Are Tennis Camps the Right Choice for YOU?
In the first post in this series, I talked about the pros and cons of tennis clinics. In this post, I’ll cover another popular tennis instruction format–especially for kids–camps.
While a clinic takes up a specific issue or offers supervised practice for an hour or two a week, a tennis camp is usually more than a day—typically a weekend, a week, or more.
Because there is more time available in a camp, they typically blend large group instruction with some measure of individualized or small group instruction, fitness training, and competitive play. Parents reviewing camps should look for a balance of activities and, as with clinics, talk with the head teaching pro about the experience and training of the pros who will actually be working with participants on a day-to-day basis.
Camps tend to fall into two categories. Some camps are pretty much open to all comers, from beginning to advanced players. These camps are more like traditional summer camps with a special focus on tennis. The best of them introduce kids to the game, help develop the skills of more advanced players, and give everyone the chance to engage in some healthy competition with a mini- tournament at the end of the camp.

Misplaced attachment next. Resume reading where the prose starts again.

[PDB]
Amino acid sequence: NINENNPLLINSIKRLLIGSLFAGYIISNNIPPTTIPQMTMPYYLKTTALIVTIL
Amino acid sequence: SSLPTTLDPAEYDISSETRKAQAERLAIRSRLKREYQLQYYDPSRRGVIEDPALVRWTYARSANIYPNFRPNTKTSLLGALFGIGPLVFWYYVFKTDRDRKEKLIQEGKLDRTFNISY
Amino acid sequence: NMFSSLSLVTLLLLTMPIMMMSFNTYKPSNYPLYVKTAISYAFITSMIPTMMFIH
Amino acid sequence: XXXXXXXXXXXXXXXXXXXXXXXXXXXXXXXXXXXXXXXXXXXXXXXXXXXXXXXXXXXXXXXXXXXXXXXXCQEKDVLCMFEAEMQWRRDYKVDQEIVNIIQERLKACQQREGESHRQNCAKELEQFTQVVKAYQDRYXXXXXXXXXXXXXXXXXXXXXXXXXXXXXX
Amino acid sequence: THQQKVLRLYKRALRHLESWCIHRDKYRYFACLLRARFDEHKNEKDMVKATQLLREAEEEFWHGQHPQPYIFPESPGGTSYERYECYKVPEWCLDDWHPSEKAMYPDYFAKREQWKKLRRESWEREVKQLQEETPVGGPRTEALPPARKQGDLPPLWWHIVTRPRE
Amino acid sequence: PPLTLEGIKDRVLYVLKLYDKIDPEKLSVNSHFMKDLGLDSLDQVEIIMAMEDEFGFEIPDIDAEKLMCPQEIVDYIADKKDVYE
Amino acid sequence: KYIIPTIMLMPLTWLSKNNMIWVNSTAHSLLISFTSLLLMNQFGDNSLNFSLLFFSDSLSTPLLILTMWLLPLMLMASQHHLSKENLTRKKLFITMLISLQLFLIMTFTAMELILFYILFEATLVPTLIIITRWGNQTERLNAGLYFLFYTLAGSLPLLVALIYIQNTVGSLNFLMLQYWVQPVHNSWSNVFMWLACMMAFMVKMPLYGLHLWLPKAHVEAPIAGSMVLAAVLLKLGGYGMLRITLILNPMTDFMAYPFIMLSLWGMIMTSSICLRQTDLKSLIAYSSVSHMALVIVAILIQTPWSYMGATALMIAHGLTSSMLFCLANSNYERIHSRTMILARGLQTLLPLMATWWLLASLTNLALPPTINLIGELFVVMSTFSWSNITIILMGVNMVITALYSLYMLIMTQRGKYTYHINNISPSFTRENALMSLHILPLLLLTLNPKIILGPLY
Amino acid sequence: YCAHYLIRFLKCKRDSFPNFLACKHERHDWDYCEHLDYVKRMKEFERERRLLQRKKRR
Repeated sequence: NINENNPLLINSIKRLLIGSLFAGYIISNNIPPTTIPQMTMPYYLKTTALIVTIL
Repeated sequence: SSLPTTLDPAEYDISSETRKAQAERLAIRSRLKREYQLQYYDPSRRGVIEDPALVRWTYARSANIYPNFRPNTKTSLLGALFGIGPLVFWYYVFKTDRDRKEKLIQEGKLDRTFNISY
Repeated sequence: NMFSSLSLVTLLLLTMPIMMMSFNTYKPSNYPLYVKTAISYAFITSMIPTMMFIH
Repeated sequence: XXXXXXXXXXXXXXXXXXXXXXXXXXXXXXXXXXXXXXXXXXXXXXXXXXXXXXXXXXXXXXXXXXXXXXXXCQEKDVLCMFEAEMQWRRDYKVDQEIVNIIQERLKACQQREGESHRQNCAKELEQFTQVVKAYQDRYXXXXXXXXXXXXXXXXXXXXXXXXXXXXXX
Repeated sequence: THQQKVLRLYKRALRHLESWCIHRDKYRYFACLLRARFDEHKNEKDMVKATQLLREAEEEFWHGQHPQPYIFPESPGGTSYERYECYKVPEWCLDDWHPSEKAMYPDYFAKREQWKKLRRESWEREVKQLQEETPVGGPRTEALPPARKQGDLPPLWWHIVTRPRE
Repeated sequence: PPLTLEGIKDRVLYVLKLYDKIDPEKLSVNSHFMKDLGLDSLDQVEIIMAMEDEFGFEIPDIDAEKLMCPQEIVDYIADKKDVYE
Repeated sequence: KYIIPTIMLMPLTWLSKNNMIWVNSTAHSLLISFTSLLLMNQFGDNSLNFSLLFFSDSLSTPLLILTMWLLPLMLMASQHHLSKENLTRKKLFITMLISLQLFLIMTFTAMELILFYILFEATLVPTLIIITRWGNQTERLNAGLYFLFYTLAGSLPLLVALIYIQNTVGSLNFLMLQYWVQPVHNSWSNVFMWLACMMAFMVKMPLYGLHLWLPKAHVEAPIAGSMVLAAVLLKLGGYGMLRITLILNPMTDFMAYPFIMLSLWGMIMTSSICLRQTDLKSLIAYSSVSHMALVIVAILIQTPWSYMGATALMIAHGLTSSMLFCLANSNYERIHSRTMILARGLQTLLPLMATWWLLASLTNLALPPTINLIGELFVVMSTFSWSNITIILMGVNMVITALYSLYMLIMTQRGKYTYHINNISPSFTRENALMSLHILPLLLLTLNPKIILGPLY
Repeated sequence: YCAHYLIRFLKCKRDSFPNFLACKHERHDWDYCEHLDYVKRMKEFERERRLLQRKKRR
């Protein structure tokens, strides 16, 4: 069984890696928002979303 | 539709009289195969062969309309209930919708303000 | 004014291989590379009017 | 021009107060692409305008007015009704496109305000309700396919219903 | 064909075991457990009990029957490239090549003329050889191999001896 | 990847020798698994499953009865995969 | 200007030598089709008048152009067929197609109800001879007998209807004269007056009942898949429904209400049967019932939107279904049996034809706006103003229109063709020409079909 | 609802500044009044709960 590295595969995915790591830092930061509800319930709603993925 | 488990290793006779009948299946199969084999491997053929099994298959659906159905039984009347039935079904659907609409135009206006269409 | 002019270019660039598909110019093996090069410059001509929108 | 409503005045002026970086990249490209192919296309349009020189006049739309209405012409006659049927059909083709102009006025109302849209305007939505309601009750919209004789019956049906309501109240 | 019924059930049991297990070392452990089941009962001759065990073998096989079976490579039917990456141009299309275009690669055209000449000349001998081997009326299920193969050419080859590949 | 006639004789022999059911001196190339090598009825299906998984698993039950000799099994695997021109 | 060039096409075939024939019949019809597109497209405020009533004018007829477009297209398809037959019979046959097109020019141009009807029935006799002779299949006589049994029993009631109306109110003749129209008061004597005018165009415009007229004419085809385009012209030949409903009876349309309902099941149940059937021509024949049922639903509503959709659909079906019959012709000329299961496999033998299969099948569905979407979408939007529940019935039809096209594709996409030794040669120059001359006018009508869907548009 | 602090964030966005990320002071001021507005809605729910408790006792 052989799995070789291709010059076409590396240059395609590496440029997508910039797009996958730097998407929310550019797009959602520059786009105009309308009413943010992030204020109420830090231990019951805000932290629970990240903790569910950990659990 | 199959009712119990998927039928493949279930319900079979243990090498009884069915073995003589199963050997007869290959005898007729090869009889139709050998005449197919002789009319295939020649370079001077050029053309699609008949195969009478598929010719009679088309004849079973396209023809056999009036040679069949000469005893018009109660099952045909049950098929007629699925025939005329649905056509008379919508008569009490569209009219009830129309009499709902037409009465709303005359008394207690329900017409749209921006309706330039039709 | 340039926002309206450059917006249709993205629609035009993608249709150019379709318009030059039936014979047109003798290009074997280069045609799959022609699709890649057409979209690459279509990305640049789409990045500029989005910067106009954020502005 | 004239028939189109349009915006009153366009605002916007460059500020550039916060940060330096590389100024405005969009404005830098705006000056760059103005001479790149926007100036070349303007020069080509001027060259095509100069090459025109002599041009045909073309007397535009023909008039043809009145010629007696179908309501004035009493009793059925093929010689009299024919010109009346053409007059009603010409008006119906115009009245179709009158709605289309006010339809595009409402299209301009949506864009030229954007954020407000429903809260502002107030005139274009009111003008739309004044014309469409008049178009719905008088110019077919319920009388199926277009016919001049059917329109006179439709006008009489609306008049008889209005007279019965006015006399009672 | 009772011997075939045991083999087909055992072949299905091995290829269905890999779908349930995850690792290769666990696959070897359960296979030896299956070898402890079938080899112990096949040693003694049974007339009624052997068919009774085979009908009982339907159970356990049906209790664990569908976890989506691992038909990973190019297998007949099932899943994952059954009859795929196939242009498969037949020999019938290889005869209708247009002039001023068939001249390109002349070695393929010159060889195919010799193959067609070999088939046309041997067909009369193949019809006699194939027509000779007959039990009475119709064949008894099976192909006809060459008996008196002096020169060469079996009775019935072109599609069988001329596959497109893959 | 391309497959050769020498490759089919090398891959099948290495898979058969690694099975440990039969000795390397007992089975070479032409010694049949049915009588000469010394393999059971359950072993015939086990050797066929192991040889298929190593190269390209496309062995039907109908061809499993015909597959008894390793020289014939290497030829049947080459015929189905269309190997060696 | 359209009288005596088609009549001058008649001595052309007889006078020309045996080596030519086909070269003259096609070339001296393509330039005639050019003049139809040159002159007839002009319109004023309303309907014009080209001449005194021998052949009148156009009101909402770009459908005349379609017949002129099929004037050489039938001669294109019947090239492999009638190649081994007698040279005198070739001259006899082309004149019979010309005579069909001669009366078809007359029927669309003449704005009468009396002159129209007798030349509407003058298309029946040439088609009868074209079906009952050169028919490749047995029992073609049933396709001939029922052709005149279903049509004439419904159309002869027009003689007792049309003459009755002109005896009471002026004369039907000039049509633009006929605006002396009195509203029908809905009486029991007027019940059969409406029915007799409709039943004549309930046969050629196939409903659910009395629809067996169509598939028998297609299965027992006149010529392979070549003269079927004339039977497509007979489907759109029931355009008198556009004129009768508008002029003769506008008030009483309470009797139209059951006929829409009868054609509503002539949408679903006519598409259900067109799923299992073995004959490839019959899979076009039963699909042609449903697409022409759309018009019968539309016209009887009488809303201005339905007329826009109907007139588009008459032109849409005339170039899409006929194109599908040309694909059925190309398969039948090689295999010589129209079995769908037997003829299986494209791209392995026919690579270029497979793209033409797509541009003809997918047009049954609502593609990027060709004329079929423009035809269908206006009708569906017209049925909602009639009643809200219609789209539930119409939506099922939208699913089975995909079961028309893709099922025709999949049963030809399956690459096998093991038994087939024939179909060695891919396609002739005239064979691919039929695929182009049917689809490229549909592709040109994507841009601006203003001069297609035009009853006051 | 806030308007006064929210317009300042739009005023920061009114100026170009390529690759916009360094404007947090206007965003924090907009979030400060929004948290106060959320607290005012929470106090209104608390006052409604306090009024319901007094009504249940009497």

Summer tennis camps for kids of all ages are a great way to encourage kids to take an interest in the sport (or in sports in general), to meet friends who are active, and pick up some basic tennis skills. They tend to be less valuable for more advanced players, who benefit more from individualized coaching.
For more advanced junior players, specialized summer camps are probably a better option. These camps have three primary benefits. First, they tend to have higher-profile, more experienced teaching professionals who are able to do more sophisticated and individualized assessment and coaching for each participant. Second, are more likely to connect kids to other advanced players for ongoing practice partnerships. Finally, a high-quality camp can help a very talented junior player to get attention from high- quality coaches.
Again, parents thinking about enrolling their kids in an advanced camp with a high profile pro need to do some homework in advance. Parents will want to make sure the pro is not just lending her or his name to the camp, but is actually instructing. The same goes for a high profile program: just because the camp is at an Ivy League university does not mean the regular coaching staff is involved.
Parents will want to check out the balance between group and individualized instruction and find out what are the qualifications of pros involved in all aspects of the camp. If youʼve been working with a private teaching professional, you should feel free to ask for advice in identifying and evaluating camps for your kids.
In Part III of this series, I’ll discuss the benefits and limitations of private lessons for players of all ages and abilities.